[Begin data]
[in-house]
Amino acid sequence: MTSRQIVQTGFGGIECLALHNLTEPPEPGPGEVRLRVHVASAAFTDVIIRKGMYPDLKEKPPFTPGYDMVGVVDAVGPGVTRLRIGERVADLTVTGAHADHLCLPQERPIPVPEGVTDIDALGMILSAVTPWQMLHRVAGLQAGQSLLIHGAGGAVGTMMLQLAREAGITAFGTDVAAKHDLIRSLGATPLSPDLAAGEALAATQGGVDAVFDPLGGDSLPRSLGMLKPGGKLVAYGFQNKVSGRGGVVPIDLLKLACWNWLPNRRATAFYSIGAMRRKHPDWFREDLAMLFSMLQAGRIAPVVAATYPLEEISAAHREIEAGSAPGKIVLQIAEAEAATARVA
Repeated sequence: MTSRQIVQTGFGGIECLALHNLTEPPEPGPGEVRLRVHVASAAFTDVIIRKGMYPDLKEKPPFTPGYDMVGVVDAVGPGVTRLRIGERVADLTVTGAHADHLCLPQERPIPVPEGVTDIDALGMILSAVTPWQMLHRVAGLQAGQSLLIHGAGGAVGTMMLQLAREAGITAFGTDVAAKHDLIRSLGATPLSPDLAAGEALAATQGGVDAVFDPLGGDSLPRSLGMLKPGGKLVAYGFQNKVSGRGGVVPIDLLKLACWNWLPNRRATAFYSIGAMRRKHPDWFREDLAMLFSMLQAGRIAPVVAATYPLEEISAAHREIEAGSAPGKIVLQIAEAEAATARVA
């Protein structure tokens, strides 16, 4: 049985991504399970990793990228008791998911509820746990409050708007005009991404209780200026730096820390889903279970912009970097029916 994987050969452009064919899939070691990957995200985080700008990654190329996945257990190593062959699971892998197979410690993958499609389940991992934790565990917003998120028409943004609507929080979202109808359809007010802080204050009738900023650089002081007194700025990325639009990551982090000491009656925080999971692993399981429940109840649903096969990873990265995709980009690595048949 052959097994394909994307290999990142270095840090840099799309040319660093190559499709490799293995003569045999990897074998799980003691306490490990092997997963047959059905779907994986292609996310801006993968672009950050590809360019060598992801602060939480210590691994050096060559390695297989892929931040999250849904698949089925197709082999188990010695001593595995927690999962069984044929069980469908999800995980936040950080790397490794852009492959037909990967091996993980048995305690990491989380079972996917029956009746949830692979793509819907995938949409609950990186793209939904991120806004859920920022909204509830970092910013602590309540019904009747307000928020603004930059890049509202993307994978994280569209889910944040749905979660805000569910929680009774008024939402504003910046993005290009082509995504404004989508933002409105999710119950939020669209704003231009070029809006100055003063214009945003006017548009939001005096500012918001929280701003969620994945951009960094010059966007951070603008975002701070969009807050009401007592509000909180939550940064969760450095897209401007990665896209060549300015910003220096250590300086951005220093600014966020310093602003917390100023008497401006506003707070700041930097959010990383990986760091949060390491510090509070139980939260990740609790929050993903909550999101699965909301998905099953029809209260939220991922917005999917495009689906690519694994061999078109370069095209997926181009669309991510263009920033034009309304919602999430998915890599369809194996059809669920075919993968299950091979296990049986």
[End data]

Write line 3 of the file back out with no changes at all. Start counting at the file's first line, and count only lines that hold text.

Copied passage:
Repeated sequence: MTSRQIVQTGFGGIECLALHNLTEPPEPGPGEVRLRVHVASAAFTDVIIRKGMYPDLKEKPPFTPGYDMVGVVDAVGPGVTRLRIGERVADLTVTGAHADHLCLPQERPIPVPEGVTDIDALGMILSAVTPWQMLHRVAGLQAGQSLLIHGAGGAVGTMMLQLAREAGITAFGTDVAAKHDLIRSLGATPLSPDLAAGEALAATQGGVDAVFDPLGGDSLPRSLGMLKPGGKLVAYGFQNKVSGRGGVVPIDLLKLACWNWLPNRRATAFYSIGAMRRKHPDWFREDLAMLFSMLQAGRIAPVVAATYPLEEISAAHREIEAGSAPGKIVLQIAEAEAATARVA